Bayley Scales of Infant Development
The Bayley Scales of Infant Development is a standard series of measurements, first developed by Nancy Bayley, used to assess the fine and gross motor skills, receptive and expressive language, and cognitive development in infants and toddlers to the age of three. Now in its third edition (Bayley III), the Bayley Scales of Infant Development (BSID) describes the developmental function of infants, and is generally used to assist in the diagnosis and treatment of those identified as having developmental delays or disabilities.
The test must be administered individually, and generally takes between 45 and 60 minutes for completion. Only individuals who are experienced clinicians, with specialized training in the Bayley Scales of Infant Development should administer the test. Together, there are three separate scales: mental, motor, and behavior.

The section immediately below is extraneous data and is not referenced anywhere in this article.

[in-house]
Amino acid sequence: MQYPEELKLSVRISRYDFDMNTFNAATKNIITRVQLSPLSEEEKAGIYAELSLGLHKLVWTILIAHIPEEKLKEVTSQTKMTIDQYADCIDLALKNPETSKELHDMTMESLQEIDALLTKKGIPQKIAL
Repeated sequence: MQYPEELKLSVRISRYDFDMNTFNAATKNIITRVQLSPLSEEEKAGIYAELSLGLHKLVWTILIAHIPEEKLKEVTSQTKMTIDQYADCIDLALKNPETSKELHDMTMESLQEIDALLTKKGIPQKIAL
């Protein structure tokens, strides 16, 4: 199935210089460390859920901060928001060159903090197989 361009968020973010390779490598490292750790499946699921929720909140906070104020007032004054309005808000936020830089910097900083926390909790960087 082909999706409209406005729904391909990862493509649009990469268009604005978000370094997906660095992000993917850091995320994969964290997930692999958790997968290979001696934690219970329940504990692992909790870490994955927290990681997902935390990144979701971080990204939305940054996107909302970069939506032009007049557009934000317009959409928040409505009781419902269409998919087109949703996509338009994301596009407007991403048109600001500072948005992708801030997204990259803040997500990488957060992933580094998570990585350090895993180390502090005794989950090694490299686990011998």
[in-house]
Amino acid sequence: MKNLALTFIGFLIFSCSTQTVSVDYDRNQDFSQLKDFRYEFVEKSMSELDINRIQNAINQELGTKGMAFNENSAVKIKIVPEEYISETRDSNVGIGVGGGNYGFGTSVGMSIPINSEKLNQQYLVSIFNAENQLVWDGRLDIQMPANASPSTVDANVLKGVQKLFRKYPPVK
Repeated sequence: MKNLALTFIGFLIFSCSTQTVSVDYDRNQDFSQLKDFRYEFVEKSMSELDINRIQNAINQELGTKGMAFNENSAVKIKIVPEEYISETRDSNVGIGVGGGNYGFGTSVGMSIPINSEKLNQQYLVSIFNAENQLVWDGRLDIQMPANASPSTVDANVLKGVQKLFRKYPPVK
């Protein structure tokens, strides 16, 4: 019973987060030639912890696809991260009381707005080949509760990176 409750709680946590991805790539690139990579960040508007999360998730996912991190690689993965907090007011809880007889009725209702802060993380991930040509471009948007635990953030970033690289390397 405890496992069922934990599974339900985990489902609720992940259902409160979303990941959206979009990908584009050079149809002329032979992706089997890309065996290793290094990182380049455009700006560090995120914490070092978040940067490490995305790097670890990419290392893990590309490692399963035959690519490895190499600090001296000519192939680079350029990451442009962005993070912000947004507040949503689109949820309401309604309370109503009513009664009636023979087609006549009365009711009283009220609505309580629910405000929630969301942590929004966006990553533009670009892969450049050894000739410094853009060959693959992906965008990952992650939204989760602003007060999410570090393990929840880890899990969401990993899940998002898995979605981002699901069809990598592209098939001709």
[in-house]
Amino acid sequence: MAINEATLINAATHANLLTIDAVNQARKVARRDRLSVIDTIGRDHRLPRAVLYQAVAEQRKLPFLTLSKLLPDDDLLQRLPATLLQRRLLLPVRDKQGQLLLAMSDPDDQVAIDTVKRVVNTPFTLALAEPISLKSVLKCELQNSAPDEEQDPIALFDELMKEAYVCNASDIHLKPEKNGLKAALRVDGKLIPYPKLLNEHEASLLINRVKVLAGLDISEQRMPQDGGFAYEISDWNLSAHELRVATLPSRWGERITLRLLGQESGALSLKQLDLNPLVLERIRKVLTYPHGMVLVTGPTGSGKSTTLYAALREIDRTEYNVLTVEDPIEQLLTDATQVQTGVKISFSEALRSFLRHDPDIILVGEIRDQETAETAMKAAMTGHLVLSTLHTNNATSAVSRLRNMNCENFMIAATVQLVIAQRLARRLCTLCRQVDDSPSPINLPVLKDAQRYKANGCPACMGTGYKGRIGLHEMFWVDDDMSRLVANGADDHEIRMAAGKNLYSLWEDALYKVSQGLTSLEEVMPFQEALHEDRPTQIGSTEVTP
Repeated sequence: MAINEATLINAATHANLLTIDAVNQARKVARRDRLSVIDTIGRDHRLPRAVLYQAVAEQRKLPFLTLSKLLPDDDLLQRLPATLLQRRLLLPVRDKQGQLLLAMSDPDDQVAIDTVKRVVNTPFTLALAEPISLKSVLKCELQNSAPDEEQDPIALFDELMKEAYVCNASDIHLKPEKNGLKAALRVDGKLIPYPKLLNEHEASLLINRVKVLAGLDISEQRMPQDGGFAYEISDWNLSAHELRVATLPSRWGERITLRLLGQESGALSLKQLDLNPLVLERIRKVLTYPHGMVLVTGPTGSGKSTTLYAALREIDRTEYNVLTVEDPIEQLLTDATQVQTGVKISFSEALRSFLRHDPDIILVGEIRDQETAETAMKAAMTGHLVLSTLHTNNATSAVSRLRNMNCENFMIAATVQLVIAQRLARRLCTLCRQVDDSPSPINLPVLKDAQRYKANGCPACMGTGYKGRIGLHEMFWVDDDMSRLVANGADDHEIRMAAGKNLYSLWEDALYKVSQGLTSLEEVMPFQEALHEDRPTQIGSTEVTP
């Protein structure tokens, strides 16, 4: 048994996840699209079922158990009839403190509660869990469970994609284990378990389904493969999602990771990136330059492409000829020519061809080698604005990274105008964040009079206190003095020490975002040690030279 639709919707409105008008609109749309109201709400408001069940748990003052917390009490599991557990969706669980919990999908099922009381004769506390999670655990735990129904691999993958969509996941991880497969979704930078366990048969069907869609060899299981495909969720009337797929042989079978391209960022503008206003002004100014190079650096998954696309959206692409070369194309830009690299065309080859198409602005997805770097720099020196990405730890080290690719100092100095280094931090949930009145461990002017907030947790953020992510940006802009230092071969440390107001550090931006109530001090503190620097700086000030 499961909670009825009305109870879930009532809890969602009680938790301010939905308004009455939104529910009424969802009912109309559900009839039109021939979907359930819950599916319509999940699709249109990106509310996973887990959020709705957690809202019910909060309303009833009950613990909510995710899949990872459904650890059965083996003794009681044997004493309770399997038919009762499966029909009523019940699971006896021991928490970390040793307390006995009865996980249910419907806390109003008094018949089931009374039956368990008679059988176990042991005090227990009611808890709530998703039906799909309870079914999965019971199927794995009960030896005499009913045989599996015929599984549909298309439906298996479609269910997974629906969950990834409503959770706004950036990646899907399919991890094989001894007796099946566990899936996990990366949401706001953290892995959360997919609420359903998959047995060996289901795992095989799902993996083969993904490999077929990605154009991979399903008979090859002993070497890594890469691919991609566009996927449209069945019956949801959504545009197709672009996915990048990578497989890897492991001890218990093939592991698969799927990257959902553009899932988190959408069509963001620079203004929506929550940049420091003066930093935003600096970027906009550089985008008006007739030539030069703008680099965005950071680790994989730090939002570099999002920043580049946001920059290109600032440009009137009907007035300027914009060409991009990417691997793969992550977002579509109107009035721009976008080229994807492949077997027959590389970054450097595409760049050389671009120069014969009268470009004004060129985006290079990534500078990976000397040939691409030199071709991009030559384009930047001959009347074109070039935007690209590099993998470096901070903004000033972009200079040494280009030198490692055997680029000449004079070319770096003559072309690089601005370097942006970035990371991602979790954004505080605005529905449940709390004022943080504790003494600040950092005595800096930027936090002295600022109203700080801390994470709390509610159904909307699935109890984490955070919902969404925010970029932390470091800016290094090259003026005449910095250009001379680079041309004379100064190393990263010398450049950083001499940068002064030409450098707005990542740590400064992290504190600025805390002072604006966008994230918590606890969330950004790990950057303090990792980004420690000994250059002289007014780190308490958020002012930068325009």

The mental scale evaluates sensory/perceptual acuities, discriminations, the acquisition of object constancy, problem solving, verbal communication and mathematical concept formulation. The motor scale portion assesses the degree of bodily control, muscle coordination, fine motor skills, and the ability to recognize objects through the sense of touch. The behavior portion rates the child’s relevant behaviors, such as emotional regulation. Overall, the Bayley Scales of Infant Development is known to be a highly reliable test.